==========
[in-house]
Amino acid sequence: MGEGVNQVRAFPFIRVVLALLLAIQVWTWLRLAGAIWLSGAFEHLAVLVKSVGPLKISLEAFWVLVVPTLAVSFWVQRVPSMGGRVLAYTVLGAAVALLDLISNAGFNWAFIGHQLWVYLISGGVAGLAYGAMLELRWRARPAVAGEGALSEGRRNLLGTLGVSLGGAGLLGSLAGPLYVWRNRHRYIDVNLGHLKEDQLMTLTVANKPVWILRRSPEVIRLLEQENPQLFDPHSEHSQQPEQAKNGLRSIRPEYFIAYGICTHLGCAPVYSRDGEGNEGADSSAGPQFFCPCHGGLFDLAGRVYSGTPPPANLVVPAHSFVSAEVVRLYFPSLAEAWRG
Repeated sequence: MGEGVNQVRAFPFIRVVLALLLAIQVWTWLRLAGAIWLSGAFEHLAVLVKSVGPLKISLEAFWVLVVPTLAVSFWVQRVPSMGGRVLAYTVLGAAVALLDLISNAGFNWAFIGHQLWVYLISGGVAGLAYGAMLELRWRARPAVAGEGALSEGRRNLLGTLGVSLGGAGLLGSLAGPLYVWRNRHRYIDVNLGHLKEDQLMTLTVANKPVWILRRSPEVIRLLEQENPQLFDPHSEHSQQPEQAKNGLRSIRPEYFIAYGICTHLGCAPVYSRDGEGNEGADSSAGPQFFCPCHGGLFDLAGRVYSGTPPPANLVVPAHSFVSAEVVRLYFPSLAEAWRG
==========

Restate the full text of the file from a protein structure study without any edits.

[in-house]
Amino acid sequence: MGEGVNQVRAFPFIRVVLALLLAIQVWTWLRLAGAIWLSGAFEHLAVLVKSVGPLKISLEAFWVLVVPTLAVSFWVQRVPSMGGRVLAYTVLGAAVALLDLISNAGFNWAFIGHQLWVYLISGGVAGLAYGAMLELRWRARPAVAGEGALSEGRRNLLGTLGVSLGGAGLLGSLAGPLYVWRNRHRYIDVNLGHLKEDQLMTLTVANKPVWILRRSPEVIRLLEQENPQLFDPHSEHSQQPEQAKNGLRSIRPEYFIAYGICTHLGCAPVYSRDGEGNEGADSSAGPQFFCPCHGGLFDLAGRVYSGTPPPANLVVPAHSFVSAEVVRLYFPSLAEAWRG
Repeated sequence: MGEGVNQVRAFPFIRVVLALLLAIQVWTWLRLAGAIWLSGAFEHLAVLVKSVGPLKISLEAFWVLVVPTLAVSFWVQRVPSMGGRVLAYTVLGAAVALLDLISNAGFNWAFIGHQLWVYLISGGVAGLAYGAMLELRWRARPAVAGEGALSEGRRNLLGTLGVSLGGAGLLGSLAGPLYVWRNRHRYIDVNLGHLKEDQLMTLTVANKPVWILRRSPEVIRLLEQENPQLFDPHSEHSQQPEQAKNGLRSIRPEYFIAYGICTHLGCAPVYSRDGEGNEGADSSAGPQFFCPCHGGLFDLAGRVYSGTPPPANLVVPAHSFVSAEVVRLYFPSLAEAWRG